Rosemary Sutcliff’s ‘Sword at Sunset’

Rosemary Sutcliff's 'Sword at Sunset'.

For Christmas, I got a shoeshine kit and Rosemary Sutcliff’s sprawling rendition of the King Arthur’s myth, Sword at Sunset (1963). The latter is unique in that Sutcliff takes out Camelot and the Round Table, and presents Arthur as a stress riddled, impotent king trying to rally argumentative Celts and fend of Saxon barbarians. The book opens with him on his deathbed, having been mortally stabbed in the groin by his son.

Sutcliff was a best seller in the Fifties and Sixties, writing more than sixty books, including the best selling Eagle of the Ninth series. This was released as a film last year, which possibly explains why Sword at Sunset has been re-published.

Incidentally, there’s a delightfully camp interview with the director, Kevin MacDonald, here:

Most of Sutcliff’s fiction was aimed at children. The oddity is her work is devoid of cliché or fantasy, offering instead a grimly realistic image of the English prior to 1066. This doesn’t necessarily sound like it would be popular amongst Tweens, but I first read it when I was ten and loved it.

Mother gave me Sutcliff’s The Witch’s Brat when I was ten. I remember it well: the story of a crippled boy whose grandmother is declared a witch and lynched by the local villagers, setting off a chain of events whereby he becomes a monk.

I thought it was great and spent a year wanting to become a monk. I gave up because I couldn’t find religion, but retained my interest in Roman and Celtic Britain. In Year Six we had to play Celebrity Head and my contribution was Richard the Lion Heart, which the other kid didn’t guess.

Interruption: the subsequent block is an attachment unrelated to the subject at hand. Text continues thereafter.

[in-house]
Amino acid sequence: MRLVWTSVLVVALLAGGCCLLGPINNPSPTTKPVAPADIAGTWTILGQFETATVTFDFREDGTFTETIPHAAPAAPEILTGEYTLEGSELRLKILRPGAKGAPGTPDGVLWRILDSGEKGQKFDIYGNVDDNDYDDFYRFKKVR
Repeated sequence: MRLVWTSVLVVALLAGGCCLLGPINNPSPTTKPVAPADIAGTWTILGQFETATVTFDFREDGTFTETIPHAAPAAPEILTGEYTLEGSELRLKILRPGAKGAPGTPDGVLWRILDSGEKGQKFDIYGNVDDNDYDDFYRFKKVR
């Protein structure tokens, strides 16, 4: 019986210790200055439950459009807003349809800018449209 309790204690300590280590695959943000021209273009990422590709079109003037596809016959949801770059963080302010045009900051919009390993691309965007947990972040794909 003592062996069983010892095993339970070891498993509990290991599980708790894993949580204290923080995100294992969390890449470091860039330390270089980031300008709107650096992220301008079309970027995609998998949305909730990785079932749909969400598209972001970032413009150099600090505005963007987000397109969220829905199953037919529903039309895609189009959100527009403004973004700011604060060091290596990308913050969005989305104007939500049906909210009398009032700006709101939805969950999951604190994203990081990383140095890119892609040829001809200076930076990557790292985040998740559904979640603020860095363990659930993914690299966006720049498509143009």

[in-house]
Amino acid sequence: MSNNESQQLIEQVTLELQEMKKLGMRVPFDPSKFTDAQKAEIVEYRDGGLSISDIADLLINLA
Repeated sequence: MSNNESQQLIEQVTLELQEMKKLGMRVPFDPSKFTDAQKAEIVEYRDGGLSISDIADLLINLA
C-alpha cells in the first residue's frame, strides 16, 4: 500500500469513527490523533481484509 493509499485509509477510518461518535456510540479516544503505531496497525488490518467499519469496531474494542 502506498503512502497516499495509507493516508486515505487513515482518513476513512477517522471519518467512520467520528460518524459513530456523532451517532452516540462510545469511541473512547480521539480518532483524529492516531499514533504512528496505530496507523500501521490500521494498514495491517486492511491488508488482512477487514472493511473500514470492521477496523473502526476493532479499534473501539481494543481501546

You can imagine most of the cast of Time Team probably read Sutcliff’s books when they were young. Notably, that’s one of my favourite shows. They actually did an episode on King Arthur, which you can watch here:

Would My Mother Enjoy This Book?: No. Too grim, too long, a dog gets killed at one point.

On My Mother’s Taste in Literature

When my mother got into her mid-thirties she decided she’d read enough books by men, and has almost exclusively read women’s writing ever since.

When I turned thirty-four last year, I was thinking about this. I counted through my bookshelf and it was about 70% books by men. They were mostly good books (mostly Wodehouse), but I did start to wonder if maybe I too had now read enough books by male authors.

Accordingly, last year I decided to reign back a little. By the end of the year, I’d got it down to about 40%. That moderate decrease led to a substantial discovery of female writers I’d never read before and subsequently loved: Madeline St John, Deborah Levy, Jessica Mitford, Elizabeth von Arnim, Romy Ash and a whole bunch of others.

Also, last year I noticed a lot of online complaints by ‘Men’s Rights Activists’, mostly writing about women’s work in a fairly hostile tone.

With that in mind, I thought I’d extend upon my mother’s example and only read novels by women this year.

Taking a leaf out of the Men’s Rights Movement handbook, I thought I’d write up little online reviews, applying the same enthusiasm for writing about women’s work as they do, but without the underlying assumption that such work infringes on my ‘rights’.

Moreover, my mother is a fairly selective reader, so I thought posting some book reviews might be useful for her. I’ll include a little summary ranking as to whether I think she’ll enjoy each book or not.

I’ll post the first review shortly. I’ve chosen to start with Rosemary Sutcliff’s Sword at Sunset.  I know Mother was a big Sutcliff fan as a child. She introduced me to her books during my own youth, leading to an unfortunate enthusiasm for Pre-Saxon British history.